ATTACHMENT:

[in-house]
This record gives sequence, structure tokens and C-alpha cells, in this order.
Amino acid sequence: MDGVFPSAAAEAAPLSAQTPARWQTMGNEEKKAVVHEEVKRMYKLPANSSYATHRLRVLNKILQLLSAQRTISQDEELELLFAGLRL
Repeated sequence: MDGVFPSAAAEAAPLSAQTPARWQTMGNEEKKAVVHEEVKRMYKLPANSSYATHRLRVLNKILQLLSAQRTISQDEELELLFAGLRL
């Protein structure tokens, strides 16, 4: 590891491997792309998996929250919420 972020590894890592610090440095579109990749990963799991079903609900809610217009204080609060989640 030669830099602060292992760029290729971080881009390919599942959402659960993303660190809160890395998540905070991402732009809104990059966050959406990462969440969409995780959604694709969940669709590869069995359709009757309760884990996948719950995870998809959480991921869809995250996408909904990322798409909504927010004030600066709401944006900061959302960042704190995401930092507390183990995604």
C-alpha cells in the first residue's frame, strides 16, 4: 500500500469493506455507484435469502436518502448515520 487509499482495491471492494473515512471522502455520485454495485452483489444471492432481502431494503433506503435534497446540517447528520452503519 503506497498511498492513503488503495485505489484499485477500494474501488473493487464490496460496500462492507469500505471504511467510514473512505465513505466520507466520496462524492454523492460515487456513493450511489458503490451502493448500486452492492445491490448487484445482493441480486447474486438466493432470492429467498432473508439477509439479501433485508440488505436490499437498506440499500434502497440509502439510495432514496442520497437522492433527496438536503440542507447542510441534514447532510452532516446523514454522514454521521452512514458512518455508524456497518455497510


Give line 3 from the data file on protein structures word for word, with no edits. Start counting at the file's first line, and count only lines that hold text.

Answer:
Amino acid sequence: MDGVFPSAAAEAAPLSAQTPARWQTMGNEEKKAVVHEEVKRMYKLPANSSYATHRLRVLNKILQLLSAQRTISQDEELELLFAGLRL